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From: Roy Stogner <roystgnr@ic...>  20121011 16:45:35

Vikram and I are waffling on this question, so I thought I'd throw it out for everybody's feedback: For signed error estimates, e.g. estimates of QuantityofInterest error where Q  Q_h ~= sum_E ( \eta_E ), what should the estimate_error() method put in our ErrorVector? The signed eta_E, or the unsigned abs(eta_E)? On the one hand: if error vectors can contain signed values, then every MeshRefinement heuristic is going to have to be modified to do abs() calls itself, 99% of the time this is going to be a complete waste, and (given that the ErrorEstimator subclass also calculates a global "Q  Q_h" estimate that can be accessed without that summation) it's hard to come up with usage cases for the signed local values. On the other hand: since abs() doesn't require any more cache misses or use any more memory bandwidth, doing it redundantly in MeshRefinement local variables may not actually waste time on modern processors. And if someone ever *does* want to use signed local values for something (cancellationaware refinement heuristics??) then it would be good if we didn't destroy that sign information before giving local values to them. Opinions, or factors I've missed?  Roy 
From: Paul T. Bauman <ptbauman@gm...>  20121011 16:49:20

Off the top of my head, the only the I can see is it would be nice to be able to sum the error vector to get the total error estimate. But maybe there's other things already there to do that? On Thu, Oct 11, 2012 at 11:45 AM, Roy Stogner <roystgnr@...>wrote: > > Vikram and I are waffling on this question, so I thought I'd throw it > out for everybody's feedback: > > For signed error estimates, e.g. estimates of QuantityofInterest > error where Q  Q_h ~= sum_E ( \eta_E ), what should the > estimate_error() method put in our ErrorVector? The signed eta_E, > or the unsigned abs(eta_E)? > > On the one hand: if error vectors can contain signed values, then > every MeshRefinement heuristic is going to have to be modified to do > abs() calls itself, 99% of the time this is going to be a complete > waste, and (given that the ErrorEstimator subclass also calculates a > global "Q  Q_h" estimate that can be accessed without that > summation) it's hard to come up with usage cases for the signed local > values. > > On the other hand: since abs() doesn't require any more cache misses > or use any more memory bandwidth, doing it redundantly in > MeshRefinement local variables may not actually waste time on modern > processors. And if someone ever *does* want to use signed local > values for something (cancellationaware refinement heuristics??) then > it would be good if we didn't destroy that sign information before > giving local values to them. > > Opinions, or factors I've missed? >  > Roy > > >  > Don't let slow site performance ruin your business. Deploy New Relic APM > Deploy New Relic app performance management and know exactly > what is happening inside your Ruby, Python, PHP, Java, and .NET app > Try New Relic at no cost today and get our sweet Data Nerd shirt too! > http://p.sf.net/sfu/newrelicdev2dev > _______________________________________________ > Libmeshusers mailing list > Libmeshusers@... > https://lists.sourceforge.net/lists/listinfo/libmeshusers >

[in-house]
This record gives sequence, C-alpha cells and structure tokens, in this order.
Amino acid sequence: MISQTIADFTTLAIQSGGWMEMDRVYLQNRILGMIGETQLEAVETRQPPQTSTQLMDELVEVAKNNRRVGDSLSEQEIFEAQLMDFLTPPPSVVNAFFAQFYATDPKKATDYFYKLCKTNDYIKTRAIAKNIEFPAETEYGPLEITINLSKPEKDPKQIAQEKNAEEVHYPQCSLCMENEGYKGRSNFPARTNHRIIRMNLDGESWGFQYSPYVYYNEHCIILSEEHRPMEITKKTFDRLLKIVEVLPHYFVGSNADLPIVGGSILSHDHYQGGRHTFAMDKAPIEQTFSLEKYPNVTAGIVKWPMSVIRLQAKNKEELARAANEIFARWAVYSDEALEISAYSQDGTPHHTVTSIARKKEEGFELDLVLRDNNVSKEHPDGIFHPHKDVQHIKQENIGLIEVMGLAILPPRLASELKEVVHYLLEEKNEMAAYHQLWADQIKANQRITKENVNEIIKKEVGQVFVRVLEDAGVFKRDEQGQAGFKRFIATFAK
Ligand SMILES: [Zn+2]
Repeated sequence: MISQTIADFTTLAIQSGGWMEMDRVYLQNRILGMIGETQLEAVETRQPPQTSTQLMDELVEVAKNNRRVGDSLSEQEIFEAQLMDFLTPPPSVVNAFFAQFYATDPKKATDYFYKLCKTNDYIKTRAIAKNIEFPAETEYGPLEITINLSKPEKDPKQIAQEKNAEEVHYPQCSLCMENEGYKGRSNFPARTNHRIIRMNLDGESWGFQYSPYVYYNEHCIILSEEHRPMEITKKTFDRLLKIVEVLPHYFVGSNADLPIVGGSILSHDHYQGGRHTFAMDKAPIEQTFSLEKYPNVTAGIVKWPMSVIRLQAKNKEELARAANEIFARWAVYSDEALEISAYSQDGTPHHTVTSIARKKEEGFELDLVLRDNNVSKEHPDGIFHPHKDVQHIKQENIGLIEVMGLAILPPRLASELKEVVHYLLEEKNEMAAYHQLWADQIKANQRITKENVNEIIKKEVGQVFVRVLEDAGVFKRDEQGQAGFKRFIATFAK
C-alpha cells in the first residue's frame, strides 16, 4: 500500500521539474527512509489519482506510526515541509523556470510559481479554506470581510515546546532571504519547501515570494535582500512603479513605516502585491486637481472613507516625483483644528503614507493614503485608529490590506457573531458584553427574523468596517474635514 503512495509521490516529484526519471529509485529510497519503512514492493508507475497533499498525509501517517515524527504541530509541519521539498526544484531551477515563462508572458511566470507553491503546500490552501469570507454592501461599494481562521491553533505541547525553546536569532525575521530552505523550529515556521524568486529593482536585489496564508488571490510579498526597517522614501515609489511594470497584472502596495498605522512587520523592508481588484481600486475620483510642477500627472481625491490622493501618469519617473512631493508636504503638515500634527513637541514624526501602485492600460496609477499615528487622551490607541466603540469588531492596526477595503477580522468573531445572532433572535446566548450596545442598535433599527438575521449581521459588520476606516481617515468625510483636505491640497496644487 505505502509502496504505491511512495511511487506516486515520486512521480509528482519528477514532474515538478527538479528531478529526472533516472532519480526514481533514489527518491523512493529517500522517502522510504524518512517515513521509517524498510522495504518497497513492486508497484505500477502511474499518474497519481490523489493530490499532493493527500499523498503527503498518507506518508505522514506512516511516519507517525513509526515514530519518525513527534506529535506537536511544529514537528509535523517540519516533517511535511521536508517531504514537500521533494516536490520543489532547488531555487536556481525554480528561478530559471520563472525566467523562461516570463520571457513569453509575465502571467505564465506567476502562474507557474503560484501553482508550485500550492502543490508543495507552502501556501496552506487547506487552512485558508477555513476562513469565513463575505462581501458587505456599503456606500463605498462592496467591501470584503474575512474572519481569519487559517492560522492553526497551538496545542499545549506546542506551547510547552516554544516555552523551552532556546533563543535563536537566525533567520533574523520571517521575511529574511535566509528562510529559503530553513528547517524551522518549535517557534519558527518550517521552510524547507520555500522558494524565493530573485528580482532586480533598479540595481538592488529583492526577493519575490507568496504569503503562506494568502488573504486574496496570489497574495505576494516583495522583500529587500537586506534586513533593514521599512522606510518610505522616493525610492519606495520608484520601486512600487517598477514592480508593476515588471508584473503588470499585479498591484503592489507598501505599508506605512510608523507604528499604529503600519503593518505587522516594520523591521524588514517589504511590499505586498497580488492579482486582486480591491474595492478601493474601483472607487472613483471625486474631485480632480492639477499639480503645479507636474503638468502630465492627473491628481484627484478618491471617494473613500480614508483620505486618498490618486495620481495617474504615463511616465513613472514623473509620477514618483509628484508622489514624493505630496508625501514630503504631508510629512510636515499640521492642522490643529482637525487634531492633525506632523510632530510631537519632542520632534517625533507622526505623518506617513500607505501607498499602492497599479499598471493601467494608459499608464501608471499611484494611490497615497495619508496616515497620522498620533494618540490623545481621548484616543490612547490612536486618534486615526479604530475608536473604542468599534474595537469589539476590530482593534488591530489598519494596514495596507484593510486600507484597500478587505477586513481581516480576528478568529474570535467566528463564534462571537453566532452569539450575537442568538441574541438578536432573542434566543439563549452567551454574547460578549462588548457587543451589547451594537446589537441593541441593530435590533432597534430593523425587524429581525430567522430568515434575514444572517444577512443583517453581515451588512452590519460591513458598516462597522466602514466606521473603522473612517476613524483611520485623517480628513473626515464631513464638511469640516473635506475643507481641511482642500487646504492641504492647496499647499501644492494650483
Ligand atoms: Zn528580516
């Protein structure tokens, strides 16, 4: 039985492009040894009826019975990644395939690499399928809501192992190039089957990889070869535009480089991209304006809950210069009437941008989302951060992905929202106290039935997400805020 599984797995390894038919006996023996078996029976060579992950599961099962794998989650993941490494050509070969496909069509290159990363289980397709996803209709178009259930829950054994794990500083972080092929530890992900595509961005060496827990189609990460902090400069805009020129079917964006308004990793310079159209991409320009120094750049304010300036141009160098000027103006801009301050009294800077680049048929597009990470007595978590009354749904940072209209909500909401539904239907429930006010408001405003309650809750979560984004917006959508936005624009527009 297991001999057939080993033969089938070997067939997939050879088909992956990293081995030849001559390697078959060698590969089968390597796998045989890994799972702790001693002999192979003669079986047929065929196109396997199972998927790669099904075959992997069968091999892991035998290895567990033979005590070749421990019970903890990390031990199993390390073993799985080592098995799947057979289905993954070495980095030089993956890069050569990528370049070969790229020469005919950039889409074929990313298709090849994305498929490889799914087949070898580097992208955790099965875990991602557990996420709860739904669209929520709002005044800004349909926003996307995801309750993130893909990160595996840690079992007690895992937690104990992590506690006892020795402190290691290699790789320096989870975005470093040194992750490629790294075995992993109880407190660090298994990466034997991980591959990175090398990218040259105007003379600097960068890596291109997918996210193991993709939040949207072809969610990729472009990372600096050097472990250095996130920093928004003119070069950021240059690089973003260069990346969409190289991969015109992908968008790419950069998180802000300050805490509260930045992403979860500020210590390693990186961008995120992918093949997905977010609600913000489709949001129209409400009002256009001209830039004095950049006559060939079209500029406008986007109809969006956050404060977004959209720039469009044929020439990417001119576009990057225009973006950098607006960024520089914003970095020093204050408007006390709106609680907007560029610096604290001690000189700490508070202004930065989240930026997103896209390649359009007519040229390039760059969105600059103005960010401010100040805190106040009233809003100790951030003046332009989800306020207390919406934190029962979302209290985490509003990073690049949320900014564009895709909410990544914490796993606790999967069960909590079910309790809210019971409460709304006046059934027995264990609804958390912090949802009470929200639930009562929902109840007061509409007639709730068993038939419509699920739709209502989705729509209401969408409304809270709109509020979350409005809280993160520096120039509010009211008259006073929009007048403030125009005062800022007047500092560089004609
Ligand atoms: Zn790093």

From: Roy Stogner <roystgnr@ic...>  20121011 16:53:41

On Thu, 11 Oct 2012, Paul T. Bauman wrote: > Off the top of my head, the only the I can see is it would be nice to be able to sum the error vector to get the total error estimate. But maybe > there's other things already there to do that? Yes  because the first AdjointRefinementErrorEstimator code path *doesn't* actually support that sum equation, and because that code path won't ever be completely deprecated (getting a proper partition will require that nodesplitting trick for nonFEMSystem users and so will be slightly more expensive), the estimator has a method for grabbing the true global estimate independent of the local values.  Roy 
From: John Peterson <peterson@cf...>  20121011 17:02:00

On Thu, Oct 11, 2012 at 10:45 AM, Roy Stogner <roystgnr@...> wrote: > > Vikram and I are waffling on this question, so I thought I'd throw it > out for everybody's feedback: > > For signed error estimates, e.g. estimates of QuantityofInterest > error where Q  Q_h ~= sum_E ( \eta_E ), what should the > estimate_error() method put in our ErrorVector? The signed eta_E, > or the unsigned abs(eta_E)? If you decide to allow signed values in ErrorVector, be sure to also fix ErrorVector::minimum() which currently assumes only positive values are in the vector.  John 
From: Roy Stogner <roystgnr@ic...>  20121022 06:38:57

On Thu, 11 Oct 2012, John Peterson wrote: > On Thu, Oct 11, 2012 at 10:45 AM, Roy Stogner <roystgnr@...> wrote: >> >> Vikram and I are waffling on this question, so I thought I'd throw it >> out for everybody's feedback: >> >> For signed error estimates, e.g. estimates of QuantityofInterest >> error where Q  Q_h ~= sum_E ( \eta_E ), what should the >> estimate_error() method put in our ErrorVector? The signed eta_E, >> or the unsigned abs(eta_E)? > > If you decide to allow signed values in ErrorVector, be sure to also > fix ErrorVector::minimum() which currently assumes only positive > values are in the vector. Will do. But after looking at a buildbot regression tonight, I'm starting to lean towards the unsigned option again: otherwise we either need our ErrorVector data type to become complexvalued or we're forced to have inconsistent behavior for enablecomplex.  Roy